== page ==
May 24, 2011

Lords: Auditors guilty of 'dereliction of duty'

I had thought I was a voice in the wilderness on the question of criticising Audit as having left the party by the back door before the cops arrived. But, no, it seems that some have noticed. The Economist reports:

THE average divorce in Britain comes after 11 years of marriage. Compare that with the fidelity of a big British company to its auditors: 48 years on average, according to the Financial Reporting Council, Britain’s accounting watchdog, which tallied the figures for Britain’s biggest firms, the constituents of the FTSE 100. The reason is increasingly obvious, and worrisome, to regulators in Britain and elsewhere: the concentration of big accounting engagements in just four firms’ hands: PwC, Deloitte, KPMG and Ernst & Young.

The “Big Four” audit 99 of the FTSE 100, and 240 of the FTSE 250. ...

OK, that's really a follow-on from the Arthur Anderson and KPMG story of too big to fail. Yes, the Audit industry is now totally concentrated, which indicates to the economists amongst us that fees will have risen and the product will have drifted. Note that I didn't say quality, as in some cases the quality might have gone up -- including to well beyond reasonable, where we are paying for something we don't get a benefit from.

Which point I made in that Audit cycle; Auditors no longer serve society, society serves Auditors. Which came to a head with the financial crisis of 2007:

This caught the attention of the House of Lords, which in March pinned the firms’ “dereliction of duty” in the financial crisis, in part, on their oligopoly. (To make matters worse, only three of the four audit banks in Britain.) The Lords recommended that the Office of Fair Trading take a look at the problem. On May 17th the OFT announced that it was opening formal investigations into whether to refer the issue onto the Competition Commission, which could force changes on the industry.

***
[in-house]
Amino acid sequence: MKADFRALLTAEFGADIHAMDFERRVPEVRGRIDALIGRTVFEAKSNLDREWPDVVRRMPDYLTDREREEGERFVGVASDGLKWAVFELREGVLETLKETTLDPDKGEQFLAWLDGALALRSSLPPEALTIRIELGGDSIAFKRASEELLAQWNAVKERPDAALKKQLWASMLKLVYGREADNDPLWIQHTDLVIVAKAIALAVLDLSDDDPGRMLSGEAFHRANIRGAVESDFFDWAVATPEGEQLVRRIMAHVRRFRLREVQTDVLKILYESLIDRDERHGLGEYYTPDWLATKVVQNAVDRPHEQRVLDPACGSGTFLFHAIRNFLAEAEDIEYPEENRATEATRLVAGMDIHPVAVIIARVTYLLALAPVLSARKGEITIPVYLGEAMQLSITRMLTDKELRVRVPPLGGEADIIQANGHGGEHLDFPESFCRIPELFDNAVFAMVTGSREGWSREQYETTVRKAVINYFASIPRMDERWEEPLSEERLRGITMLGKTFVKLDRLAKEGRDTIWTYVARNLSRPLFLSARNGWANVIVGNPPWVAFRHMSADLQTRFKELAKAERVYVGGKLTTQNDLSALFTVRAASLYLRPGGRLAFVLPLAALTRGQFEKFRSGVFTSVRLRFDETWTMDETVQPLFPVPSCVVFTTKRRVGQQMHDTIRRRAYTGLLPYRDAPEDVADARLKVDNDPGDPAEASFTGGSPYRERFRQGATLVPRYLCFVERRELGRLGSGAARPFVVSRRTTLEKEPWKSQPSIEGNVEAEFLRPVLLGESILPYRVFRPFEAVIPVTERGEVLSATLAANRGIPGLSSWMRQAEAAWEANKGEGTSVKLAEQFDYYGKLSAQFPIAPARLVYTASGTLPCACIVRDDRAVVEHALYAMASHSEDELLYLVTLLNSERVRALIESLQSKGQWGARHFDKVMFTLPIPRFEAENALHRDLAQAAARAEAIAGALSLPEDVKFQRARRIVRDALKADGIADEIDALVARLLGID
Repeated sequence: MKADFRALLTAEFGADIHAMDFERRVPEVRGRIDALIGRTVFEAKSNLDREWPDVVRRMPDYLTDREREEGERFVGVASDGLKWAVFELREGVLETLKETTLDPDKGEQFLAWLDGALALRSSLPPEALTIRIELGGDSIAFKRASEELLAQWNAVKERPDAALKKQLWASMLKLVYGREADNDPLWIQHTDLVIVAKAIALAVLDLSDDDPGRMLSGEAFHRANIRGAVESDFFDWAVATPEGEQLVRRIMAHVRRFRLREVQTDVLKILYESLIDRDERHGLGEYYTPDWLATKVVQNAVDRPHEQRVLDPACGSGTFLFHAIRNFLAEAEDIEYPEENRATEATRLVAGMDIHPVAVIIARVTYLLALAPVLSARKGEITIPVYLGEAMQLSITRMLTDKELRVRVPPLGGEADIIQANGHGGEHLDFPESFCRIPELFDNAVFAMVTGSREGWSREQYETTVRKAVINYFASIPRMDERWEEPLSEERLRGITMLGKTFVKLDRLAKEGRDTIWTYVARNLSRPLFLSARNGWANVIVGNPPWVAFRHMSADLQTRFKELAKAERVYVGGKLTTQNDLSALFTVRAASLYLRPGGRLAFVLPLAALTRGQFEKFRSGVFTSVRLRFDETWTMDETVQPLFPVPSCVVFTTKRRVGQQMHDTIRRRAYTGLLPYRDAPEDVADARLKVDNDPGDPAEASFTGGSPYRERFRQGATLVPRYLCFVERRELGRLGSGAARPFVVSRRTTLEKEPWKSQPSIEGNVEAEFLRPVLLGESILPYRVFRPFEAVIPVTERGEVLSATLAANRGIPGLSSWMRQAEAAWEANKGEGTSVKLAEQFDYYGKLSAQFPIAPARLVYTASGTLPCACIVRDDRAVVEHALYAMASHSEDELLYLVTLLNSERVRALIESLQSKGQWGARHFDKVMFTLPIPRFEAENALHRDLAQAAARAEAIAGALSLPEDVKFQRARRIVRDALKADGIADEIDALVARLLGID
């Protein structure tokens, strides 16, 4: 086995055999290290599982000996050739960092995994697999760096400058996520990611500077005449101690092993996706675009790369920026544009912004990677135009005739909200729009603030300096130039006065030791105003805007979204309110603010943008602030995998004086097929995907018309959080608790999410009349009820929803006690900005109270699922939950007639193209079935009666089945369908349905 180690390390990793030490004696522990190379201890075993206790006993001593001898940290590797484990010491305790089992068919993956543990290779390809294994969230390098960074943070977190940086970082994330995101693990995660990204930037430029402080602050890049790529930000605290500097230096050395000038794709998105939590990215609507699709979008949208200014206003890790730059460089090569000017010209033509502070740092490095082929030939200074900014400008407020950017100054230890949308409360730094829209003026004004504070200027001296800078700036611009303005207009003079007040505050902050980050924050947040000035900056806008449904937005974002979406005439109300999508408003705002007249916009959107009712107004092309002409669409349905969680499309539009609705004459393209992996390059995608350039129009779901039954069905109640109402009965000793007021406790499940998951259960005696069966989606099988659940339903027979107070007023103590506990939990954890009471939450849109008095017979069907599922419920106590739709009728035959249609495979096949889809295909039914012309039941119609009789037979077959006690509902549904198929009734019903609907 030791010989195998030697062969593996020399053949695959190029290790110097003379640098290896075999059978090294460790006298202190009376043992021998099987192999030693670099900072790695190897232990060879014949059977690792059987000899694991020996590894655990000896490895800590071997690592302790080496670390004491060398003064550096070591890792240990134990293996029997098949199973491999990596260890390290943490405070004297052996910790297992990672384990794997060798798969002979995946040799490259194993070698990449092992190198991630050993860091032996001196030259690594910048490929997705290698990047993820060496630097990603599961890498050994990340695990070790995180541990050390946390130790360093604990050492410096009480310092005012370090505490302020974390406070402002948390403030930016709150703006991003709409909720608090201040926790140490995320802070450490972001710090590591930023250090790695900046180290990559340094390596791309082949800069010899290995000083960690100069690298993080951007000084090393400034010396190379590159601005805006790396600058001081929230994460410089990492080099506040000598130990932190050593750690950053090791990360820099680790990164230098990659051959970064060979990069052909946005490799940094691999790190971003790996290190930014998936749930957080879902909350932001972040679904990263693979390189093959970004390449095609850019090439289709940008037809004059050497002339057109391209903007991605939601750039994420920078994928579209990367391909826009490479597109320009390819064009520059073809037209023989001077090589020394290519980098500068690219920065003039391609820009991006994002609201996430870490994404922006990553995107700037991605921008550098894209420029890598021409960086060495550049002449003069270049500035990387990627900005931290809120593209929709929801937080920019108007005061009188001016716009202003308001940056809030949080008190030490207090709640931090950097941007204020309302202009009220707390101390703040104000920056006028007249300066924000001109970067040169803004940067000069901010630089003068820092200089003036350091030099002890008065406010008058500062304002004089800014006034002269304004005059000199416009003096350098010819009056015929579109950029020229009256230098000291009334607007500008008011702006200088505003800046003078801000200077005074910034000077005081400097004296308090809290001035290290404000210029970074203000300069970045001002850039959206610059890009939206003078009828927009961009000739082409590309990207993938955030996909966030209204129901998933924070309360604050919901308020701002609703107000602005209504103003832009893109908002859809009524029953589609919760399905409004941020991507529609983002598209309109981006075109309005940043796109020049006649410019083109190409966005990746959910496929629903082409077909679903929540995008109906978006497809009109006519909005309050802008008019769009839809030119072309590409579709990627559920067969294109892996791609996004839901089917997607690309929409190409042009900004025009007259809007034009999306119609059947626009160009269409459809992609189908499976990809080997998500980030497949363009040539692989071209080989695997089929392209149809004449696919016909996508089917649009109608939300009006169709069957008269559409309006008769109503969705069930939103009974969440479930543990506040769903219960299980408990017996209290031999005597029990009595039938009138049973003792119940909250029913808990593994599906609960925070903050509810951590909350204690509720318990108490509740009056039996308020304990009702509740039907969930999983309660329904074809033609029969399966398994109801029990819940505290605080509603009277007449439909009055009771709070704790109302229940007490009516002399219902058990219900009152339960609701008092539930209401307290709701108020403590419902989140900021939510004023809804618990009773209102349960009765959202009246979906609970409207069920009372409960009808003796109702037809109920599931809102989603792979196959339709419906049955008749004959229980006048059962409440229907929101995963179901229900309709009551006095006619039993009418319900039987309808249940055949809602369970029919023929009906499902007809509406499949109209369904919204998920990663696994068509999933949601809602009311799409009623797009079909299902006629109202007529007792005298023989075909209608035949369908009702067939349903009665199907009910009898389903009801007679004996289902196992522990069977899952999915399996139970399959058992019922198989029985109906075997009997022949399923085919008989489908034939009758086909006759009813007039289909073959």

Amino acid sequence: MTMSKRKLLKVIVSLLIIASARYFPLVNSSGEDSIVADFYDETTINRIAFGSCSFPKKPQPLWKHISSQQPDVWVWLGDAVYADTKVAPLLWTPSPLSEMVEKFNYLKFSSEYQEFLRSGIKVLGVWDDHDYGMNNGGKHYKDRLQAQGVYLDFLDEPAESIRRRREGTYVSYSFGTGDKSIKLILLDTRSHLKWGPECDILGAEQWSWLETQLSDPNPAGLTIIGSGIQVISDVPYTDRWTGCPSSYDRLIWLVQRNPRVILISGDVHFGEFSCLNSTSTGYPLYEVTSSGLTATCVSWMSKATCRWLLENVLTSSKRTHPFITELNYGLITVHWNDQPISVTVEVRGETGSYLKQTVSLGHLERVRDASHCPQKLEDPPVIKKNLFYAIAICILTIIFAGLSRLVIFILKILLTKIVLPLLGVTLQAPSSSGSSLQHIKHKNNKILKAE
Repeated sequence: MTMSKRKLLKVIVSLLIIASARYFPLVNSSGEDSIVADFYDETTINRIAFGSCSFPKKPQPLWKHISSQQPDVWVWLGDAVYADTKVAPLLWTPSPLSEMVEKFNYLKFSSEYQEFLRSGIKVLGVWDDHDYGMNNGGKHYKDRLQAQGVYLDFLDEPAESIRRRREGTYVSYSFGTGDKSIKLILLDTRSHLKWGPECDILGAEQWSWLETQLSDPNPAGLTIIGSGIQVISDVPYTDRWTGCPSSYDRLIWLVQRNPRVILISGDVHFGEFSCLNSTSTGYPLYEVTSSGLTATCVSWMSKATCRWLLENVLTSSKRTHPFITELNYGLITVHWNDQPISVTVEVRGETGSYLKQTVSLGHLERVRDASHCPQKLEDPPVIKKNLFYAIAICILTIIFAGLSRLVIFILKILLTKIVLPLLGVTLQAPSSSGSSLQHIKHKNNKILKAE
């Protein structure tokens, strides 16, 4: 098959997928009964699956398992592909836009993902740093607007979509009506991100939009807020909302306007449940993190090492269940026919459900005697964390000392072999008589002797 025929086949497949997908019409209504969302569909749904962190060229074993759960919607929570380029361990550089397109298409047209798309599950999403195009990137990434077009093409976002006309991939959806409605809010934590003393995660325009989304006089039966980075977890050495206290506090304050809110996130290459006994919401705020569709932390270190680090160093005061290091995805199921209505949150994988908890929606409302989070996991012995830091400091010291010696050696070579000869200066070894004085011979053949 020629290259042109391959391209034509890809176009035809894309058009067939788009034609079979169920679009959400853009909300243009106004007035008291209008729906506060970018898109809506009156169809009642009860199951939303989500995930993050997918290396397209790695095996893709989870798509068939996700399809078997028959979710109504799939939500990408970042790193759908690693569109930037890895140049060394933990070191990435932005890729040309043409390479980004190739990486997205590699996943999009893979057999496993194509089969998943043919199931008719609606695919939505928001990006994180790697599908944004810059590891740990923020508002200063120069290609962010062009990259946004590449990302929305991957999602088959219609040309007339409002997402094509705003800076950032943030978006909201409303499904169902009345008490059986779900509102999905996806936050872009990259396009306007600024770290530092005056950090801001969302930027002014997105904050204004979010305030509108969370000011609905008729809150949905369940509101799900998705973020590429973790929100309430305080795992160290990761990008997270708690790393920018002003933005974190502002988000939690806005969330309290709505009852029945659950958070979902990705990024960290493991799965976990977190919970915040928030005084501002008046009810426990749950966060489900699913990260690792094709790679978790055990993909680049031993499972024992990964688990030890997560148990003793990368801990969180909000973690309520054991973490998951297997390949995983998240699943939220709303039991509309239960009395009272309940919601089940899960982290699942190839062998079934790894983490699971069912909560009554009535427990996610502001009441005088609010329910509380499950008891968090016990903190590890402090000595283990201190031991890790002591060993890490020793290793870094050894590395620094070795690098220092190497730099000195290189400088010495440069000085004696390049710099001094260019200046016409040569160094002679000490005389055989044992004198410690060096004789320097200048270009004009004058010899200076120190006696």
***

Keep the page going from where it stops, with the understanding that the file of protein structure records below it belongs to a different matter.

So an investigation is being opened. This is one of those sticky areas where the Auditors police themselves, so what happens when that fails? Who do you go to? Well, the answers are somewhere between nobody and everyone. In this case, everyone includes the Lords, the OFT and the Competition Commission.

Which brings up the next sticky point. Are we really saying that this is a competition issue?

The firms insist that removing experienced audit firms from their clients would be inefficient and expensive. But regulators will weigh that potential expense against the expense of another systemic “dereliction of duty” by the auditors. The disappearance of one of the Big Four—recalling how quickly Arthur Andersen evaporated in the Enron scandal—would be more expensive still.

Apparently we are at least weighing competition issues with the systemic problem of the collapse of 2007. I don't know quite how the Economist came to that conclusion, but to me, the big question is this: how did the Auditors completely miss that all the big firms in Wall Street were about to cross into bankrupcy (declared or otherwise)? As the UK parliament summarised this question:

‘The breakdown of dialogue between bank auditors and regulators made the financial crisis worse’

Auditors were either unaware of the mounting dangers in the banks or, if they were aware, failed to alert the supervisory authority. The paucity of meetings between bank auditors and the supervisor was a “dereliction of duty” by both auditors and regulators. The Committee recommends legislation to re-establish mandatory two-way confidential dialogue between bank auditors and supervisors to help avoid a similar crisis in future.

Here's one suggestion of an answer:

...the UK House of Lords’ Economic Committee [...] recently asked UK leaders of all of the Big 4 audit firms – Deloitte, Ernst & Young, KPMG and PricewaterhouseCoopers – about the absence of warnings or “going concern” qualification for banks that failed or were bailed out.

The auditors’ response: The Bank of England told us, in confidence, that they would support the banks financially.

That's a really interesting answer! But I for one am not ready to call that a *good answer*. And if we don't have a good answer to that question, do we have a need for a good Audit?

ICAEW chief executive Michael Izza rejected the argument that auditors were culpable in the banking crisis, stating: “They did the job that they were expected to do - provide an audit opinion on banks' financial statements.”

But that isn't it! Audit has shifted from "opinion over financial statements" to being a small cog in a huge consulting machine. So we seem to be getting to the nub of the question: can the Auditors have their cake and eat it to?

This is a question that is slowly being asked. Amongst leading cases against audit is this:

Cuomo’s final act as NYAG last [December] was suing Ernst & Young for fraud for allowing Lehman Brothers to cook its books using “Repo 105.” That accounting practice, which may have been used by other Wall Street firms during the subprime binge, allowed Lehman to take billions of its toxic assets off its balance sheet for a few days at the end of the crucial 2nd and 3rd quarters of 2008, months before it filed for bankruptcy.